But I am sad: sad for people who love the United Methodist Church, sad for those who seek to be disciples but don’t want to be part of an organization that treats them or their loved ones as “less than.” Come worship with us, but don’t expect to lead us. Bring your partner to the fellowship hall but not the altar.

I no longer believe in the concept of being judged in the afterlife and hoping for a reward. But if I’m wrong, and there is a place called heaven with streets of gold, and I actually get in, I would hang out near the Pearly Gates just to hear people’s stories. And I sincerely doubt that I’d ever hear St. Peter say, “You know, if you’d just told a few more people that they were unfit to lead and unfit to marry in the church, you would have made it in. You let everyone around you feel a little too loved.”

The “Not Offensive In Any Way” Post

I’ve been writing without any whimsy lately, and the name of my blog is Bring On The Whimsy, so let’s shake things up! I don’t know how whimsical today’s subject matter is, but it is decidedly lighter than race relations in America (last post).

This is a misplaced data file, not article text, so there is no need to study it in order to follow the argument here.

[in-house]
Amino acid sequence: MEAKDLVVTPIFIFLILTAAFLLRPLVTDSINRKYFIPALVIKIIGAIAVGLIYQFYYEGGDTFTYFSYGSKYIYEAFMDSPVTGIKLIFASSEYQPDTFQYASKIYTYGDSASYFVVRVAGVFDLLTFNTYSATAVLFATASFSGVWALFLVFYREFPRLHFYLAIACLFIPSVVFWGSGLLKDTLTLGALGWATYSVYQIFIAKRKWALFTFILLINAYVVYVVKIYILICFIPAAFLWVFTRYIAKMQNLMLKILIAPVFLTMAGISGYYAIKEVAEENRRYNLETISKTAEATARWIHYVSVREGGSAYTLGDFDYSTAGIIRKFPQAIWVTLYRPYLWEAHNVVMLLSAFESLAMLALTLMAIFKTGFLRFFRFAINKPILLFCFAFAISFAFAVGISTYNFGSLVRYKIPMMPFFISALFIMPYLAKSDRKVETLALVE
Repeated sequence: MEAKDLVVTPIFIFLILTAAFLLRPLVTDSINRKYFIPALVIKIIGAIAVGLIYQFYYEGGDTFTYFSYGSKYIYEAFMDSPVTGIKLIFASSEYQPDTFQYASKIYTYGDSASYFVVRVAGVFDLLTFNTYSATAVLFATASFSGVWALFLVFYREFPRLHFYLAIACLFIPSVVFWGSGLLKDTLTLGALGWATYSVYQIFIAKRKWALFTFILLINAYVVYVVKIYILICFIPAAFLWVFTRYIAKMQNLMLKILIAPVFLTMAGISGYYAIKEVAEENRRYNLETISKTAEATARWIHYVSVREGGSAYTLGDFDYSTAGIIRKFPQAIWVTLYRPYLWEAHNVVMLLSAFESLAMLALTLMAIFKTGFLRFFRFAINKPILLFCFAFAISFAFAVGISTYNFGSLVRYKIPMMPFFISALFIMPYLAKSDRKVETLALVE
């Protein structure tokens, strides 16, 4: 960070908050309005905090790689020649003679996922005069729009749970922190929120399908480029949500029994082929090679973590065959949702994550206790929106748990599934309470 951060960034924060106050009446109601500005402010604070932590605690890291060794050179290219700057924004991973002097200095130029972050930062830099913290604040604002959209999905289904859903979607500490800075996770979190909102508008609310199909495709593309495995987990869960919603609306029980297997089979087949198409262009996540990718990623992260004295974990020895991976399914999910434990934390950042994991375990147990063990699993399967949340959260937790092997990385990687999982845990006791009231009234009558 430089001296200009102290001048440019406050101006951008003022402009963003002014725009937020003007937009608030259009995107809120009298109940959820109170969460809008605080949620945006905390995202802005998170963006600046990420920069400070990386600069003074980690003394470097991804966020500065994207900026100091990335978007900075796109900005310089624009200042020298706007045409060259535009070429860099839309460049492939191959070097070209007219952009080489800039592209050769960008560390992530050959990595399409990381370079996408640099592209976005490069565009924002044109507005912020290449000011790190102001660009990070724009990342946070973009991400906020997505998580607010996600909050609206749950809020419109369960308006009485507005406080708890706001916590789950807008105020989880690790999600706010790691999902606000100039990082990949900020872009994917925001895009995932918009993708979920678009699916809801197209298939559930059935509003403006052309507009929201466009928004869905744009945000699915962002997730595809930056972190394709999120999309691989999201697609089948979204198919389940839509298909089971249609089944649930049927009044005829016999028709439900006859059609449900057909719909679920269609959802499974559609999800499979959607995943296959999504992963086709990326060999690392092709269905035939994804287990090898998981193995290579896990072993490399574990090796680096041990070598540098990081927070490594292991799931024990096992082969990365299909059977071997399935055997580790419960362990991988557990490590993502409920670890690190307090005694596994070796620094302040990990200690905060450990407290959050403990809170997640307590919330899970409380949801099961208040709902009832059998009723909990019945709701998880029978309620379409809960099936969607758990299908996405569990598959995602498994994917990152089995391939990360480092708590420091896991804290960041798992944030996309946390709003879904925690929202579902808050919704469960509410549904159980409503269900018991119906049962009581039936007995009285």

I went to Emory a month ago, and the doctors I met said they wanted me to go on a medication–let’s call it Bill–that is known to highly increase one’s risk for weight gain. I’ve already gained about 45 pounds since beginning my fistful-of-pills journey ten years ago, and I’m currently on three medications that screw with my metabolism and make me intensely crave carbs. So when they said I’d have to manage the weight gain from Bill with diet and exercise, I started coming to terms with my “half a large pizza for dinner”, devil may care attitude toward taking care of myself. At a family meeting with my counselor a few days later, we talked about nutrition and exercise again. The poo hit the fan on high speed.